Comic book stories are born out of a need to entertain audiences, no question, but like some of the best tales of any medium, they can also be employed to reflect on society. Author Margaret Atwood has been using her voice to speak about and reflect on culture for years in such novels as The Handmaid’s Tale and The Heart Goes Last. So when she set out to create the new graphic novel three-volume series Angel Catbird, readers are assured to see that same sensibility in the four-colored world of comic books.
However, Angel Catbird would not be able to become fully realized with Ms. Atwood’s collaboration with comic book artist Johnnie Christmas. Partnered with colorist Tamra Bonvillain, Mr. Christmas brings a lushness and realness necessary for a fantastical story that involves a human-cat-bird hybrid, giving it grounding and gravitas. Mr. Christmas spoke to me recently about the conceit of Angel Catbird, what drew him to the project, and his collaboration with Ms. Atwood.
FreakSugar: For readers who are considering picking up Angel Catbird, how would you describe the first volume?
Johnnie Christmas: It’s the story of our main character Strig being introduced to the strange world of half-cats. He simultaneously discovers that a war is coming from an evil rat army. For love and friendship he jumps into the fray and uses his amazing new powers to help his friends.
FS: What can you tell us about how the collaboration between you and Margaret Atwood came about for this project?
JC: Our collaboration came about when Hope Nicholson got in touch, asking if I’d be interested in working on a project with Margaret Atwood. I, of course, was and sent Margaret some samples of my work. Later, Dark Horse Comics came on board as well as my long-time collaborator Tamra Bonvillain. Then we were off and running.
FS: Beyond the collaborative process with Ms. Atwood, what is it about Angel Catbird that drew you to the project?
JC: I was curious about working on something superhero based, I haven’t drawn them since I was a kid really. My professional oeuvre has consisted of normal people in extraordinary situations. Angel Catbird features extraordinary characters in extraordinary situations. I also liked Margaret’s take on superheroes. She saw the rise of superheroes as an early comics reader in the ‘40s, so her ideas on what a superhero could be isn’t based on the, somewhat, calcified form that superheroes exist in today. Angel Catbird feels like it’s located closer to the superhero source, when the possibilities were limitless.
FS: You’ve been in the industry for quite a while. How have your past works influenced how you approach tackling Angel Catbird?
JC: Having some work under my belt allowed me to let Angel Catbird be what it was gonna be. I think with early work you’d like to define your work, be thought of as a certain kind of creator. But learning to serve the work, instead of the work serving you, is extremely liberating and rewarding. That said, my past work may influence Angel Catbird in some of the techniques and storytelling tools I use as an artist. But my hope was to come to it as “clean” as possible.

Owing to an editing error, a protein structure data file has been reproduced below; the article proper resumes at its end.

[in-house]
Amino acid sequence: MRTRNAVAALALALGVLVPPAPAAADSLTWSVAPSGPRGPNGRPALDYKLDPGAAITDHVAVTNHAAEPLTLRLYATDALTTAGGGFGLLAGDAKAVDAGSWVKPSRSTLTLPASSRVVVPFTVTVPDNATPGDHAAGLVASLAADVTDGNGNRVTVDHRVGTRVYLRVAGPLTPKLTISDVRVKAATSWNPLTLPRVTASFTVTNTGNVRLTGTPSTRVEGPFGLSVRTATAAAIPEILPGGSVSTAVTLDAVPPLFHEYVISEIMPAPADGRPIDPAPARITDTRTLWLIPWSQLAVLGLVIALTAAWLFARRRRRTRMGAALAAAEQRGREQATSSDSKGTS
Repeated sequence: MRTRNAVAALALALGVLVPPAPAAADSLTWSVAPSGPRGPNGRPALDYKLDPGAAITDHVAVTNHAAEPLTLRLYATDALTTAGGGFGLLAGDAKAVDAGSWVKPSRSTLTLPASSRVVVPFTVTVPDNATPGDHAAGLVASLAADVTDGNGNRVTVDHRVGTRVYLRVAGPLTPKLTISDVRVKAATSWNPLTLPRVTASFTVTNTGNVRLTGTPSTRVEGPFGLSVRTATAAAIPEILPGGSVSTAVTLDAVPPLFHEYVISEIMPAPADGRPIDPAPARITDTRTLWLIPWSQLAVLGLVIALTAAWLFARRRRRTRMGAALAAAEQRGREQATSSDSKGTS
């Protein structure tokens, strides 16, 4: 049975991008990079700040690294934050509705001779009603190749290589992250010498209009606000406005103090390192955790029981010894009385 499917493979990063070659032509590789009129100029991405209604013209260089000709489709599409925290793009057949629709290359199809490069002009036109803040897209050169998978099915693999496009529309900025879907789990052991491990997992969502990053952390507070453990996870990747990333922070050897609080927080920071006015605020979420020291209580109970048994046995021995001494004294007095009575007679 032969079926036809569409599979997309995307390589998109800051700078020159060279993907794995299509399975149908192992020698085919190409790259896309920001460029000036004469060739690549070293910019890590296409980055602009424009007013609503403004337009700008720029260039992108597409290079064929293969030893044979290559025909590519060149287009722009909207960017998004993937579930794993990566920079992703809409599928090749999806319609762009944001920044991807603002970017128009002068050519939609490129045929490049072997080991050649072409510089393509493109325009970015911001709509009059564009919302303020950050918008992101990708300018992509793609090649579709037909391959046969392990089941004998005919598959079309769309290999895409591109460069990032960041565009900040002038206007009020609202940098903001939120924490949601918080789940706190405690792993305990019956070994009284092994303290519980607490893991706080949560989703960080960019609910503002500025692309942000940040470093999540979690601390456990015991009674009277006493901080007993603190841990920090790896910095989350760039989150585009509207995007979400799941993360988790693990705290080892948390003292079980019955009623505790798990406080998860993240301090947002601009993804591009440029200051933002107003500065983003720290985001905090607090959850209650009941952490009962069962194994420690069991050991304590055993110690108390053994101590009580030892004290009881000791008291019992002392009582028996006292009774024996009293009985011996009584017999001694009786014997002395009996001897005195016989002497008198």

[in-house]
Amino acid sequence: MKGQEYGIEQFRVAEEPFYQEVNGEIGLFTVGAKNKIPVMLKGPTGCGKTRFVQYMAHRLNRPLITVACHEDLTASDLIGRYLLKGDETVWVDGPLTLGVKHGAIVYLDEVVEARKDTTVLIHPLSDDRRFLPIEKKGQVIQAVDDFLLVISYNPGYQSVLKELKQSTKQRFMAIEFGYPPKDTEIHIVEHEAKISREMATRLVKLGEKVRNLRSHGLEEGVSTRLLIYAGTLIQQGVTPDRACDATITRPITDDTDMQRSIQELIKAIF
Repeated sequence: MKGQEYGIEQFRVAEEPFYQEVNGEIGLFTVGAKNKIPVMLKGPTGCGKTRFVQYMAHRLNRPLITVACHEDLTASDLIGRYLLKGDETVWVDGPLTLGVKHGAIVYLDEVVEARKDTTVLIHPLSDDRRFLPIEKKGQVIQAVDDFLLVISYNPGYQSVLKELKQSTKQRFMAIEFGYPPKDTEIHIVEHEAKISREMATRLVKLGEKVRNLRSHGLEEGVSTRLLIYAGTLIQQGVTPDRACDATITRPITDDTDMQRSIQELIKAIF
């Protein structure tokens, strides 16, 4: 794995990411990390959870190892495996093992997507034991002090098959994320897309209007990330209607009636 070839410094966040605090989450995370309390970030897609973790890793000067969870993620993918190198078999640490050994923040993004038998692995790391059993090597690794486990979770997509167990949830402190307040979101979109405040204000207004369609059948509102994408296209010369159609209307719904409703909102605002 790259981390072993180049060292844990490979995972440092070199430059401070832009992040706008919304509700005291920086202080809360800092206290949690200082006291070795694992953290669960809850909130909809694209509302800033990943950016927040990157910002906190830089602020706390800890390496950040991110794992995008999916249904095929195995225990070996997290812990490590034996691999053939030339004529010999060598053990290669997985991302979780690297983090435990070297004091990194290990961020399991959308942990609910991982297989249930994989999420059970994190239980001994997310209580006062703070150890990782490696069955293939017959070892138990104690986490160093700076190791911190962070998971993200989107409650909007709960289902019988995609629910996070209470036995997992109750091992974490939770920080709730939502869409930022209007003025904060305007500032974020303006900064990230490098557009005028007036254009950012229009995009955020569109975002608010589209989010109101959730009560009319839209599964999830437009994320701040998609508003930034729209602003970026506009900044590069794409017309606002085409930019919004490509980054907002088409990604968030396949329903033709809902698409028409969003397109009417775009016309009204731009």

FS: There’s a lot to love about the first volume: the humor, the action, the political overtures. As you worked on the project, what was the most readily accessible entry point for you to enter the world of Angel Catbird?
JC: You know that feeling you have around cats? Like they know something you don’t? Like there’s something else going on and you might be able to suss it out if you pay really close attention? I imagine that was how Strig felt working around the office, before the gene splicer ushered him into that world. I tried to hold onto that “stranger in a strange land” feeling while approaching the comic.
FS: The design of the comic is stunning, a nice of mix of down-to-Earth sensibilities with action-packed bombast. How did you approach the design of the world of Angel Catbird with Ms. Atwood?
JC: Thanks! Margaret gave bullet-point-like descriptions of the characters, I think she did that to give me lots of freedom to play with design. Then she would give her notes on those and we would refine the ideas until we found something we were happy with.
FS: What are some takeaways that you want readers to have as they finish the first volume of Angel Catbird?
JC: I want readers who may be new to comics to feel excited about discovering other incredible comics and graphic novels. This is a medium rich with lots of great stories across many genres.
FS: Is there anything you can tease with what we can expect in the upcoming volumes?
JC: There are lots of aerodynamics in Volume 2. We really get to see Angel and Ray take to the sky.
FS: Side-note: I read that you’re a dog lover. Any chance we’ll see any canines crop up later in the story?
JC: … time will tell. 🙂
Angel Catbird Volume 1, written by Margaret Atwood with Johnnie Christmas on linework and Tamra Bonvillain on colors, is on sale September 6th from Dark Horse Comics.
From the official book description:
Internationally best-selling and respected novelist Margaret Atwood and acclaimed artist Johnnie Christmas collaborate for one of the most highly anticipated comic book and literary events of 2016!
A young genetic engineer is accidentally mutated by his own experiment when his DNA is merged with that of a cat and an owl. What follows is a humorous, action-driven, pulp-inspired superhero adventure—with a lot of cat puns.